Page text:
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PSA: A general rant on model LODs.

Discussion in 'World Building' started by jbooth, Apr 2, 2020.

  1. jbooth

    jbooth

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    A public service announcement about modeling mesh LODs.

    You are:
    • Usually making too many LODs
    • Usually introducing pop-in with them
    • Usually wasting tons of memory with them
    • Usually making batching and other optimizations less efficient with them
    • A lot of the lore around "polygon counts" is based on software rendering in 1995

    A modern screen at 1080p has 2 million pixels. Rendering in deferred, you will fill 4 buffers of this size, then resolve that to the main screen. If you're doing post processing, then you can expect several more passes over that data. And that's not including overdraw, transparency, etc. Any reasonably modern game easily processes tens of millions of pixels per frame, and the computations used per pixel are usually much more complex than the ones used for a vertex. In most cases, all a vertex shader does is convert the vertex from object to screen space, and perhaps compute a few things to pass over to the other shader stages.

    So, pixels are expensive, vertices are cheap, and "polygon counts" are truly irrelevant since they aren't really a thing anyway.

    Often you'll see a rock with LODs, which goes from 1000 vertices, to 750, to 500, to 250. In this case, the only LOD which will likely help is the last LOD. Why?

    • An extra 750 vertices being transformed is a microscopic amount of work when you're drawing 20 million pixels per frame.
    • If your scene has thousands of rocks, most will be in the last LOD. Very few will be in the middle LODs. So the last LOD is the only one which actually reduces vertex counts by any reasonable amount. Those mid LODs might be saving a few thousand vertices, while the last one is saving you 900*750 vertices.
    • Your two mid range LODs are consuming more memory than the original mesh and final LOD.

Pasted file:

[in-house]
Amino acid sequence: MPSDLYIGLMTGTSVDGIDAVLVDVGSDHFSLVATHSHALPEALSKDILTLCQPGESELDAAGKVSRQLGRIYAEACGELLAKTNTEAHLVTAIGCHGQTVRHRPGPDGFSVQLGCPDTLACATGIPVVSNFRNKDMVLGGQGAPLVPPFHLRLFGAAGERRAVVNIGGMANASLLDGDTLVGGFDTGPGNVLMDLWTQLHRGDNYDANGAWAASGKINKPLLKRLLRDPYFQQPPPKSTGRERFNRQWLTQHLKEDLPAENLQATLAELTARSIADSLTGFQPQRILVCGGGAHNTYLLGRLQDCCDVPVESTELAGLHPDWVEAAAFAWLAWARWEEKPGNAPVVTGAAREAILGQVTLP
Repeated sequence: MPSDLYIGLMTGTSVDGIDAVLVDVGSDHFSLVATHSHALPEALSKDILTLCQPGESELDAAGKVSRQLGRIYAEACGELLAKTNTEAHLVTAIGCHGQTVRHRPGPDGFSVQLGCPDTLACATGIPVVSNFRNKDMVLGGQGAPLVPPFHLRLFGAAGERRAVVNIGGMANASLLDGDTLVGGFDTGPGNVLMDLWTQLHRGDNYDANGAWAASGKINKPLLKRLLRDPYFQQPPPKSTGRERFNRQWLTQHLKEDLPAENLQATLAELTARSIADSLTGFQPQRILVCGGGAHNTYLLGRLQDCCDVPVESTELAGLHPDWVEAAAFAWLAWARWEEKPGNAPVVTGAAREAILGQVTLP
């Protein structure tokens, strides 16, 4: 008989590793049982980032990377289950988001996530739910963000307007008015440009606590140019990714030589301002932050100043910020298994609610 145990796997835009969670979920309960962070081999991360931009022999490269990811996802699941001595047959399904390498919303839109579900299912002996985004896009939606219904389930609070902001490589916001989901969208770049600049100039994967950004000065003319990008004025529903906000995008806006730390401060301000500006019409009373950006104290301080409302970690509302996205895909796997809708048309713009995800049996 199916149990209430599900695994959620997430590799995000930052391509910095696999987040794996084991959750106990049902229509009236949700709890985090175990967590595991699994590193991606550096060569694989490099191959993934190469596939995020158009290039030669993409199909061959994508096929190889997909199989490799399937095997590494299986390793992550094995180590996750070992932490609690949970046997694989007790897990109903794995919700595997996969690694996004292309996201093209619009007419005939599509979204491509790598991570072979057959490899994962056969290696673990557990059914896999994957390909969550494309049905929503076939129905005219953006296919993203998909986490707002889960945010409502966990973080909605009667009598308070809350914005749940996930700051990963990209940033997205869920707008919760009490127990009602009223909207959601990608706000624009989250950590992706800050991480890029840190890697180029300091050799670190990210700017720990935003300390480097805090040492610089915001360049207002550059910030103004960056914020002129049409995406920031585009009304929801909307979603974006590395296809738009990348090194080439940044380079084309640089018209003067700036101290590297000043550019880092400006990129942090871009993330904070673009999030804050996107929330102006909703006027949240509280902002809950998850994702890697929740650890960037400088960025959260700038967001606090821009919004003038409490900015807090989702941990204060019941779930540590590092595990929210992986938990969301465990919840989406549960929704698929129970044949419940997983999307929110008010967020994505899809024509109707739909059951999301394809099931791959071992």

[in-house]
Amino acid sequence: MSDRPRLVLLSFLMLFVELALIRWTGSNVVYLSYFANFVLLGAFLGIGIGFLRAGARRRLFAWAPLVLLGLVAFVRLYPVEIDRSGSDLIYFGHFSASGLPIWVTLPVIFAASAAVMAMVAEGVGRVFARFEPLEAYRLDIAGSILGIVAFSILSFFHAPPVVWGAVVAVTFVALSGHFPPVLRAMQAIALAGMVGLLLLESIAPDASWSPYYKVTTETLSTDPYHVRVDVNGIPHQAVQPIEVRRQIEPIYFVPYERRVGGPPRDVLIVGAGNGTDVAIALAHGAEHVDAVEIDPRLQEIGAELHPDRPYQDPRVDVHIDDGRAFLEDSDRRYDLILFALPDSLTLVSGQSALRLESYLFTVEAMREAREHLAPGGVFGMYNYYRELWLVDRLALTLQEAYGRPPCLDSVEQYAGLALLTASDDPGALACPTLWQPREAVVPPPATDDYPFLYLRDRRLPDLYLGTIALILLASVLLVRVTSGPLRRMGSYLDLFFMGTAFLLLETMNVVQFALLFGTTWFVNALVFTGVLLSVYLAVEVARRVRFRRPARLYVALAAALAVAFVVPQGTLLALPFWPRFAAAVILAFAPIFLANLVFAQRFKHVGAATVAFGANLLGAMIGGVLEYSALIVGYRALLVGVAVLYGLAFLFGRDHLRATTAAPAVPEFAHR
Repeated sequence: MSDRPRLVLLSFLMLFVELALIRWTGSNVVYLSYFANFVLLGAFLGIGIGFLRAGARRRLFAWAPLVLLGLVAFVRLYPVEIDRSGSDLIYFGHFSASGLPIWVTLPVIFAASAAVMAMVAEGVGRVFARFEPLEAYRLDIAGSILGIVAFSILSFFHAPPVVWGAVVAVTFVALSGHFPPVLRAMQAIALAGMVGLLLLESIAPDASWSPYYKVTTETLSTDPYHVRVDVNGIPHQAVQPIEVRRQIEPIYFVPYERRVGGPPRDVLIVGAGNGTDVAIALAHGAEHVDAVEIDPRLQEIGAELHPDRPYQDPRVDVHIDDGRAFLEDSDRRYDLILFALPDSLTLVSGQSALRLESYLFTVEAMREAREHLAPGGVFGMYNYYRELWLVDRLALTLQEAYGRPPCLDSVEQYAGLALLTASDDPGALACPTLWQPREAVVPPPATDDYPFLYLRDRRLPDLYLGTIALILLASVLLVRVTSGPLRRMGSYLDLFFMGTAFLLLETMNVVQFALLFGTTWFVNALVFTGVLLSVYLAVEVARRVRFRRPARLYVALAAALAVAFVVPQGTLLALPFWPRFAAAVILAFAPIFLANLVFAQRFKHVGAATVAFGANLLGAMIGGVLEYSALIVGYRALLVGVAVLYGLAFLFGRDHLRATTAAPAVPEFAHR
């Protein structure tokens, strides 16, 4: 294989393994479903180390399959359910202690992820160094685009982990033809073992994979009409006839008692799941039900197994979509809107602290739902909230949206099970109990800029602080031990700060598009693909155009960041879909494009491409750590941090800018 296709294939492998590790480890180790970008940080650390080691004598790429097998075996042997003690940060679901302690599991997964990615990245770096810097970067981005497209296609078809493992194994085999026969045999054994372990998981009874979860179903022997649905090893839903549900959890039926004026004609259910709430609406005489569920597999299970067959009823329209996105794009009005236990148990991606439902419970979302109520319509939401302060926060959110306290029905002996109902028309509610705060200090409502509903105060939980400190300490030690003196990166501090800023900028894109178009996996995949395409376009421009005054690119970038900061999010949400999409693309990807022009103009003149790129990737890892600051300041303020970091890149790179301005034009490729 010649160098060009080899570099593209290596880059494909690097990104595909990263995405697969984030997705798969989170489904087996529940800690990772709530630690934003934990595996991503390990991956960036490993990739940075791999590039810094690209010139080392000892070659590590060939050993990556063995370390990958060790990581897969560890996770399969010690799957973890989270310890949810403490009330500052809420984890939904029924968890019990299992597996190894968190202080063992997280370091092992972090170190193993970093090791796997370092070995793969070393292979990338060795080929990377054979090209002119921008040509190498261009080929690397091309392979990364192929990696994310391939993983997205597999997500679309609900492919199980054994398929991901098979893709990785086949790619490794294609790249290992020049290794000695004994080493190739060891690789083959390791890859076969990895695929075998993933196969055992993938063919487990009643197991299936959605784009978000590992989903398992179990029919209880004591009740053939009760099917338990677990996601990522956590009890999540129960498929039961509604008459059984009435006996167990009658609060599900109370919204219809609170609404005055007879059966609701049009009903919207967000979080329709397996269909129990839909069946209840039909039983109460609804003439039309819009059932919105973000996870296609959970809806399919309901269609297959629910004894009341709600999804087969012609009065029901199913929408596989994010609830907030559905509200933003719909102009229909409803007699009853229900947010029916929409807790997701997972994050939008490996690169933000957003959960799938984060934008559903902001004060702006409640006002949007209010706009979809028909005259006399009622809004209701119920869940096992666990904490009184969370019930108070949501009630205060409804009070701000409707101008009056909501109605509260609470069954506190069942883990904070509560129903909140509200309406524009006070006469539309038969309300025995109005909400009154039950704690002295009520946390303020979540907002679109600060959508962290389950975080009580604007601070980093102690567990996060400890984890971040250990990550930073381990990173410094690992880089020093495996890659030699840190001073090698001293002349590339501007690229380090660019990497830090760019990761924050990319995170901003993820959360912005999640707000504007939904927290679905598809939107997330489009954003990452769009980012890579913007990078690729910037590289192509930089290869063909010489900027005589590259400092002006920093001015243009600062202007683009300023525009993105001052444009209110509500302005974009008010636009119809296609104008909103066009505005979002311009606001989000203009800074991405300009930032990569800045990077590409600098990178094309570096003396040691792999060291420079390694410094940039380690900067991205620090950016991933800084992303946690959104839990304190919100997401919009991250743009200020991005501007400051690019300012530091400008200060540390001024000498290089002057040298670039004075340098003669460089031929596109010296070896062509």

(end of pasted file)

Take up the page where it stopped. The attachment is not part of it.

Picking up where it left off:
• MicroTriangles are the real killer
    What is a MicroTriangle? Well, on most modern hardware, when a triangle gets small enough, it starts to incur a larger cost. This is because GPUs rasterize in 2x2 pixel chunks, as this allows them to share texture lookups between those pixels and compute proper mip maps. However, when one of those pixels is on another triangle, it cannot use that data; so it computes the whole 2x2 grouping, and throws the result away. As triangles get smaller on screen, you have more and more edges, and thus more and more wasted work. And when triangles get smaller than a pixel, the whole 2x2 block may get thrown out.

    Some timings on MicroTriangle throughput can be found here.

    Generally speaking, the critical point for this is about 10x10 pixels in size, in which work required per pixel grows exponentially. This is all view dependent, of course, so you're always going to have some of these cases, but when your mesh gets small enough that most triangles are this small, that is the time to consider LODs.

    A good way to figure out when you need to have an LOD is to turn on shader wireframe mode and zoom until the mesh is mostly wireframe with little of the shaded object coming through between the wireframe. That is the distance you should design your LOD for. Anything sooner is just introducing extra pops, extra memory for the meshes, etc. And often at that distance, especially for things like rocks, an imposter which can be a single triangle is just fine.
     
    Last edited: Apr 2, 2020
  2. JoNax97

    JoNax97

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    Mister, I'm becoming a fan of you by the day.

    Thanks for the insight! :D
     
  3. jamespaterson

    jamespaterson